Scientists at Duke University Medical Center, the University of North Carolina, and the biotech MacroGenics have teamed up to design a molecule with the capacity to bind HIV-infected cells and unite them with the immune system's killer T cells.
In June, a team from The Scripps Research Institute in La Jolla, CA, met with federal regulators to discuss human trials for its investigational HIV vaccine. Now, researchers from the Scripps campus in Florida have won a four-year grant of up to $6 million from the Bill & Melinda Gates Foundation to develop a vaccine for HIV/AIDS that researchers there have been working on.
Some heavy-hitting HIV activists have signed on to Janssen's ongoing "Wisdom" campaign, headlining a share-your-story campaign for people living with the disease.
Caltech investigators have identified a broadly neutralizing antibody that may be particularly effective in thwarting HIV.
Bio-Rad Laboratories snagged FDA approval for its next-generation HIV Ag-Ab test for early detection of the virus. The Hercules, CA-based company's BioPlex 2200 HIV Ag-Ab assay distinguishes between HIV-1 and HIV-2 markers in human blood samples, making it the first diagnostic approved by the agency that can differentiate the infections.
Diagnostic assays that usually require a desktop reader that costs several thousand dollars can now be done using a 3-D printed plate that attaches to a smartphone. Even better, the accuracy of the results achieved are comparable to standard laboratory equipment.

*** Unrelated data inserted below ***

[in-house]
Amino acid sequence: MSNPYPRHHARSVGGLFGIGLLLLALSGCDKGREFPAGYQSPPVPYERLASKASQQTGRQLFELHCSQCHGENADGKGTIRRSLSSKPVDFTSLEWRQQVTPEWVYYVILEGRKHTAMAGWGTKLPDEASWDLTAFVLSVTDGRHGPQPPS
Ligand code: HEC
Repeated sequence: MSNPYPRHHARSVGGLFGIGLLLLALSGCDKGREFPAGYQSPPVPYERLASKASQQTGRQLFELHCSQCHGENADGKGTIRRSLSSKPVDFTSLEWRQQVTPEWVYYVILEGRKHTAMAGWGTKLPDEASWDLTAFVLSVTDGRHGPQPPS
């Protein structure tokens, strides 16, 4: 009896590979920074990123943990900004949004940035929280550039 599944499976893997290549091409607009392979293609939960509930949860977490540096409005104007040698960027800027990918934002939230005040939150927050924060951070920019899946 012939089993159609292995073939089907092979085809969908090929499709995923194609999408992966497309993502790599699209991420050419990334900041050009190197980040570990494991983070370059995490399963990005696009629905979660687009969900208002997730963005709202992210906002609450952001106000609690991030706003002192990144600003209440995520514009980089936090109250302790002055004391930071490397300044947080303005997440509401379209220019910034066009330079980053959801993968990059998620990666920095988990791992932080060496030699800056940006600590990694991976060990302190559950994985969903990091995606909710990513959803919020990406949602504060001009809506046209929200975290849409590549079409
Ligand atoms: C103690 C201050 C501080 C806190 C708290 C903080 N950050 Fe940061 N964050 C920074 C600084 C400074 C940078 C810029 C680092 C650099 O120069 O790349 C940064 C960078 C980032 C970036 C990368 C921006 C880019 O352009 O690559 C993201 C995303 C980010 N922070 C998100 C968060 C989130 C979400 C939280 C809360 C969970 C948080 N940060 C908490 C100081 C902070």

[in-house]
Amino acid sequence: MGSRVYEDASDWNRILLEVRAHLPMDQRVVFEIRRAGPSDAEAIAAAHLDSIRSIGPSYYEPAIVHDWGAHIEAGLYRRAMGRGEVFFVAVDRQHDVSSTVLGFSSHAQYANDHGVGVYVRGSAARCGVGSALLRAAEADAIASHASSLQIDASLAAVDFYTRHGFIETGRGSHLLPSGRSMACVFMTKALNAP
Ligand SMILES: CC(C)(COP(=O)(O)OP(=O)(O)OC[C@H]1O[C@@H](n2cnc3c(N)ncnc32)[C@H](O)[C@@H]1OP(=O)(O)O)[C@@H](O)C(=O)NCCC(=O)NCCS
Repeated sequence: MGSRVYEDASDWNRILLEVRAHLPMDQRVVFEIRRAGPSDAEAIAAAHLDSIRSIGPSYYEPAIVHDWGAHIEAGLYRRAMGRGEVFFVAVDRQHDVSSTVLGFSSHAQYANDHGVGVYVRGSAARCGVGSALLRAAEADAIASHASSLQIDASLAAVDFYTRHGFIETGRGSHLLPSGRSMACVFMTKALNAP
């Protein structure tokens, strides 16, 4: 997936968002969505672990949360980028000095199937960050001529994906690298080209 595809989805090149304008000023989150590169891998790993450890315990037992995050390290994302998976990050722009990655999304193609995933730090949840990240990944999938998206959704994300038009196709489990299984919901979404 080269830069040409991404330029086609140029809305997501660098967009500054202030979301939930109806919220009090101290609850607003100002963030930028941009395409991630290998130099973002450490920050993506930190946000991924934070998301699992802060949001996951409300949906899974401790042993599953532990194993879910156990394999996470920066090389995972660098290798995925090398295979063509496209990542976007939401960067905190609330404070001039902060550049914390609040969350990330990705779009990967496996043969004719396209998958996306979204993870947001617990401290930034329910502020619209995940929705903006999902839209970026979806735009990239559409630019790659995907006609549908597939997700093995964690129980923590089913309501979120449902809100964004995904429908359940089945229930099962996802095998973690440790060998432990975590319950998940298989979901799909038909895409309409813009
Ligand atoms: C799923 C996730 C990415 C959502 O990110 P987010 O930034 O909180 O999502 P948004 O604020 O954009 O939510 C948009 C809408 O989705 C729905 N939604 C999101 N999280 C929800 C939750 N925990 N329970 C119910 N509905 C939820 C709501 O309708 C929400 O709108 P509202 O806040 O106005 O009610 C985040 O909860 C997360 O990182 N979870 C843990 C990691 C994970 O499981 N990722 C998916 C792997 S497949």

Swedish biotech outfit Cavidi snagged a €10 million ($11 million) loan from the European Investment Bank to develop its next-generation automated testing device for HIV.
The search for an HIV vaccine has been long and difficult, but researchers from Johnson & Johnson, Harvard and other groups may have made a leap. J&J's Janssen reported encouraging results Thursday from its preclinical trial of an HIV vaccine in rhesus monkeys. Encouraging enough for the company to sponsor human studies--the first time a Big Pharma is doing so in the HIV space.
A team of collaborators drawn from Harvard, Johnson & Johnson and other groups published results from a preclinical animal study Thursday afternoon that underscores the potential for developing the world's first HIV vaccine.
The Centers for Disease Control and Prevention says that a formulation of Endo's pain med, Opana ER--that's supposed to be difficult to crush--is responsible for an outbreak of HIV in southern Indiana, because the changes made it easier to prepare the drug for more dangerous intravenous or subcutaneous injection.